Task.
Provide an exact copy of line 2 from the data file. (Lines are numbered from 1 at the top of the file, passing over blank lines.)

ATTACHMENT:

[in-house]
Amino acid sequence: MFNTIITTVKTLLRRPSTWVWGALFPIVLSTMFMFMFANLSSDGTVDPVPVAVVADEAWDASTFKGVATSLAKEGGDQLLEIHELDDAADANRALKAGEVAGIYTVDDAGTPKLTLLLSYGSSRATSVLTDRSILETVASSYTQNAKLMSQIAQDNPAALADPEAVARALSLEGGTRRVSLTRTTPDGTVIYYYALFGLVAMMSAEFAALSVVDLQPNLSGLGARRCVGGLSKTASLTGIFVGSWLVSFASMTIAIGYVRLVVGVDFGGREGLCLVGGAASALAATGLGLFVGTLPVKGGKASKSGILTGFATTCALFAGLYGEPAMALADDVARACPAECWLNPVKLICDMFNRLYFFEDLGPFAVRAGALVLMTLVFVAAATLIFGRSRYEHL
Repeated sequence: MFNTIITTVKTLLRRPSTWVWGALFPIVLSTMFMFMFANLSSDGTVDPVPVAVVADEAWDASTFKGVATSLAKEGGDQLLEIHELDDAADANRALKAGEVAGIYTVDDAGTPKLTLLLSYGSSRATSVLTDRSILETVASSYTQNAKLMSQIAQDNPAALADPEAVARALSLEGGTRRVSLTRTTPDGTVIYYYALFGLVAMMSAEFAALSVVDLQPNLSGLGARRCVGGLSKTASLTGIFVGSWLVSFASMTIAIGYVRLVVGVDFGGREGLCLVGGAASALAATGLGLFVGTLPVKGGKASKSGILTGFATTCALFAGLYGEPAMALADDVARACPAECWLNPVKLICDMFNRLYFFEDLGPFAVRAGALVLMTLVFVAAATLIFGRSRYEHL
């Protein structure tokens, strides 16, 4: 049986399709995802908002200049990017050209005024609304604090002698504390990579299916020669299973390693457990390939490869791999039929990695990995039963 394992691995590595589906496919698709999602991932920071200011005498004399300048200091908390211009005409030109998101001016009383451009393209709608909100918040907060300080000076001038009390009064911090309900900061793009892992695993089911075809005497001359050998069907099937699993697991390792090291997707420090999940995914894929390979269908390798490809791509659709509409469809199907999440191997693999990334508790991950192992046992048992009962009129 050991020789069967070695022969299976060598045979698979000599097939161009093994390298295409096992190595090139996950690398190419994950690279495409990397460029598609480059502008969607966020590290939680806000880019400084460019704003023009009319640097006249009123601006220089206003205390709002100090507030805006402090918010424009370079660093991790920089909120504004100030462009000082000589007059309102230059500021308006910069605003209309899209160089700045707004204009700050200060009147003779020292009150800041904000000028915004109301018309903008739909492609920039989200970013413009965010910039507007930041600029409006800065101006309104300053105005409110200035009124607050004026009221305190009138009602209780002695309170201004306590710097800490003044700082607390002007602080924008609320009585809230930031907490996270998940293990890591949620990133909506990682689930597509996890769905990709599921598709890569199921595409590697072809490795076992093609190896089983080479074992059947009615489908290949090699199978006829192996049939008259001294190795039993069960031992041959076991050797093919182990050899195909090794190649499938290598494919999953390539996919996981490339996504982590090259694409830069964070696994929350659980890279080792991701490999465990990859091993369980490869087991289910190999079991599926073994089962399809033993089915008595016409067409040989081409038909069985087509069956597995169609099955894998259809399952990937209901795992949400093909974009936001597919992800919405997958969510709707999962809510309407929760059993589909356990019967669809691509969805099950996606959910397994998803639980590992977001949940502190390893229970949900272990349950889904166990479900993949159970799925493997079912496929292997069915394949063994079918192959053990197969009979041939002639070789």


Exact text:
Amino acid sequence: MFNTIITTVKTLLRRPSTWVWGALFPIVLSTMFMFMFANLSSDGTVDPVPVAVVADEAWDASTFKGVATSLAKEGGDQLLEIHELDDAADANRALKAGEVAGIYTVDDAGTPKLTLLLSYGSSRATSVLTDRSILETVASSYTQNAKLMSQIAQDNPAALADPEAVARALSLEGGTRRVSLTRTTPDGTVIYYYALFGLVAMMSAEFAALSVVDLQPNLSGLGARRCVGGLSKTASLTGIFVGSWLVSFASMTIAIGYVRLVVGVDFGGREGLCLVGGAASALAATGLGLFVGTLPVKGGKASKSGILTGFATTCALFAGLYGEPAMALADDVARACPAECWLNPVKLICDMFNRLYFFEDLGPFAVRAGALVLMTLVFVAAATLIFGRSRYEHL